“Shipping” is a simple concept. Product in one place needs to move to another place. Getting it there involves the movement of the cargo– shipping it. Simple.
Sometimes it is simple. One truck picks up the product and delivers it to the final destination. No border crossings. No changes of transportation modes. No storage. Minimal paperwork.
But for international shipments, the scenario is more complicated. The cargo may move from its origin on a truck to a train, boat or plane. The goal is to get it from one country to the next. Then, the cargo is moved within the destination country using some of the same modes again after being cleared by customs. This may involve a short (or long) stop in a warehouse.
Not so simple.
What Does a Freight Forwarder Do?
In a nutshell, a freight forwarder coordinates the services involved with moving parcels.
The freight forwarder works with multiple other companies to make all the arrangements needed to move the freight. This includes negotiating rates with carriers, tracking the freight from origin to destination, getting cargo insurance as needed and making sure documentation is in place so the cargo can clear customs.
- Transportation by truck, plane, boat or train.
- Tracking within countries and between countries.
- Cargo insurance.
- Freight consolidation.
In most cases, a freight forwarder does not use its own assets to move the freight. Rather, the forwarder finds the best assets to meet your price and service objectives.
Some forwarders, in addition to working to secure space at facilities owned by others, will have their own warehouse facilities that can be used for temporary storage. IBC has five facilities strategically located in New York, Miami, Chicago, Los Angeles and just recently added Dallas Fort Worth.
It is common for a freight forwarder to be licensed by the Federal Marine Commission (FMC) as a non-vessel operating common carrier (NVOCC) and as a freight forwarder. The Federal Motor Carrier Safety Administration (FMCSA) also licenses freight forwarders.
To operate in the U.S., a freight forwarder must be licensed. IBC has been a licensed freight forwarder for over 40 years.
Why Work With a Freight Forwarder?
A freight forwarder can save you time and money, and track everything from origin to destination.
Of course, if you want to, you can negotiate rates, and schedule services with freight forwarders across multiple countries on your own. You’ll also have to make sure warehousing is in line, and have cross-border documentation ready to go to get the cargo cleared.
But that takes time – and expertise to be done well. And that is why many companies use a freight forwarder. A forwarder such as IBC already has established relationships with the carriers, warehouses, and governments involved in moving your cargo. The time savings alone more than pays for the freight forwarder services. Often, there are price savings also.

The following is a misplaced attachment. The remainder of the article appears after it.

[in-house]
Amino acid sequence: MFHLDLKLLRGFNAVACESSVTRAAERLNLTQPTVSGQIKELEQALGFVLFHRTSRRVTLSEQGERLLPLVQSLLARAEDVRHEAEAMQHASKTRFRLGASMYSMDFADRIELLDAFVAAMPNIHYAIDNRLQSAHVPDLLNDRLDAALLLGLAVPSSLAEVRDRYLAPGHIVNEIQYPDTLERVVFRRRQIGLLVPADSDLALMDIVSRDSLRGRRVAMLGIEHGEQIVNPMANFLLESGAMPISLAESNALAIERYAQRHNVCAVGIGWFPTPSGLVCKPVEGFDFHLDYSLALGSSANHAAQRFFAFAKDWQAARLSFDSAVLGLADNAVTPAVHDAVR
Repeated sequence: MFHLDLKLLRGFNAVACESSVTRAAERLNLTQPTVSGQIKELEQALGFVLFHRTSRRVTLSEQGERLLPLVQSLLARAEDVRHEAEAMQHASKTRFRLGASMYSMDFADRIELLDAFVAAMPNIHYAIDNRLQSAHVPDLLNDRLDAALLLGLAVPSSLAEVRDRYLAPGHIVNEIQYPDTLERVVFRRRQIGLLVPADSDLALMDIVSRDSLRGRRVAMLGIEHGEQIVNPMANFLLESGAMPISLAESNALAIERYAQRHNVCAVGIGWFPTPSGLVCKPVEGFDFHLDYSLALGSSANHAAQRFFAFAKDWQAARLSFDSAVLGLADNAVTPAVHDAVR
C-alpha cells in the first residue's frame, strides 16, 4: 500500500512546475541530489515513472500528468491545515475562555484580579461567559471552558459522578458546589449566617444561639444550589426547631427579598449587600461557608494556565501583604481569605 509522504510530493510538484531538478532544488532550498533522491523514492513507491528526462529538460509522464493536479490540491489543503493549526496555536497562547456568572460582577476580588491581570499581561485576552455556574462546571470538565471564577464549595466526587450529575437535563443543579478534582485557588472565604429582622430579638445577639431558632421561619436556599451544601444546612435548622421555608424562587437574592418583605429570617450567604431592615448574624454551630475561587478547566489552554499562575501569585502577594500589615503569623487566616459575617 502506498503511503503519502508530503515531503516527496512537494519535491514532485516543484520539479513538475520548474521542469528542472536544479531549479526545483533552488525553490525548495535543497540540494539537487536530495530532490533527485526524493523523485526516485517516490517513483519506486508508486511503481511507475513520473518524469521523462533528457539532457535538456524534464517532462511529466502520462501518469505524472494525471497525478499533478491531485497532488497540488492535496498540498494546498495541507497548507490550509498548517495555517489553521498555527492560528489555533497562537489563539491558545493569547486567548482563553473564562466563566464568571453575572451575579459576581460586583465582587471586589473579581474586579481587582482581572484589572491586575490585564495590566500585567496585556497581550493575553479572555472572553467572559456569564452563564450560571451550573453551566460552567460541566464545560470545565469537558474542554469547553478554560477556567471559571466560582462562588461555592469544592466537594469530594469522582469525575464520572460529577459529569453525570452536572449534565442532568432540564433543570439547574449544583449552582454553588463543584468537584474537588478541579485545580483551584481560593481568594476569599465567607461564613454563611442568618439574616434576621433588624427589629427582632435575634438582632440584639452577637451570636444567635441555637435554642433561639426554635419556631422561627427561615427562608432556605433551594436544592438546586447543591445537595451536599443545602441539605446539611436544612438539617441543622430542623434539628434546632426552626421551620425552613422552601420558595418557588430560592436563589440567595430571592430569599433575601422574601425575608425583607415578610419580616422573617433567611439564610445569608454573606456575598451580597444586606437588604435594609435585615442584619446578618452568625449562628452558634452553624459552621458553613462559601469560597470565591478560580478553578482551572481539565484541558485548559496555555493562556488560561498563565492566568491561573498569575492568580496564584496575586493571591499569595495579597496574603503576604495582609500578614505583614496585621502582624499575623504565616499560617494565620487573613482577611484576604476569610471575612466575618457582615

By using established rates, or negotiating rates and consolidating shipments when appropriate, a freight forwarder can leverage information and volume to get better rates than many shippers can get alone. Better rates that benefit you– the shipper.
A freight forwarder can be compared to an orchestra conductor. He – or she – is focused on making sure the various instruments, such as the violins, flutes, and clarinets (to name a few) are played at the right time, and on key so the result is pleasant to listen to. They make sure the cargo is moved from one carrier to another, and through customs towards its final destination, so you receive the notification that it’s delivered on time and without damage.
What About Customs Clearance?
This is an important part of moving international freight. It is, in many ways, the linchpin of all international shipments. Without it, freight stops and storage / demurrage, along with complaints start. Unfortunately, it is outside the scope of what is required to be licensed as a freight forwarder.
A freight forwarder will be able to coordinate with a customs broker to clear your freight, but the freight forwarder cannot act as a customs broker without being licensed.
There are some companies, however, such as IBC, that are licensed as both a freight forwarder and a customs broker. This streamlines the critical shipment clearance process that often causes delays.
Companies that can act as a freight forwarder and customs broker have an advantage over those that are only licensed in one area. This helps to keep your cargo moving.
IBC has been a licensed customs broker for over 40 years, and can provide your business quick inbound and outbound global shipping services for a smoother transportation experience.
Move Freight With Confidence
IBC specializes in worldwide shipping services with the ability to customize a logistics solution for any business. If it needs to move, we can help. From small parcels to large containers – via air, ocean, or land – across one international border or many – we know the rules, regulations, and the right way to get it there. If you’re looking for an end-to-end logistics provider to move freight with confidence, contact us today. We operate in over 220 countries and territories.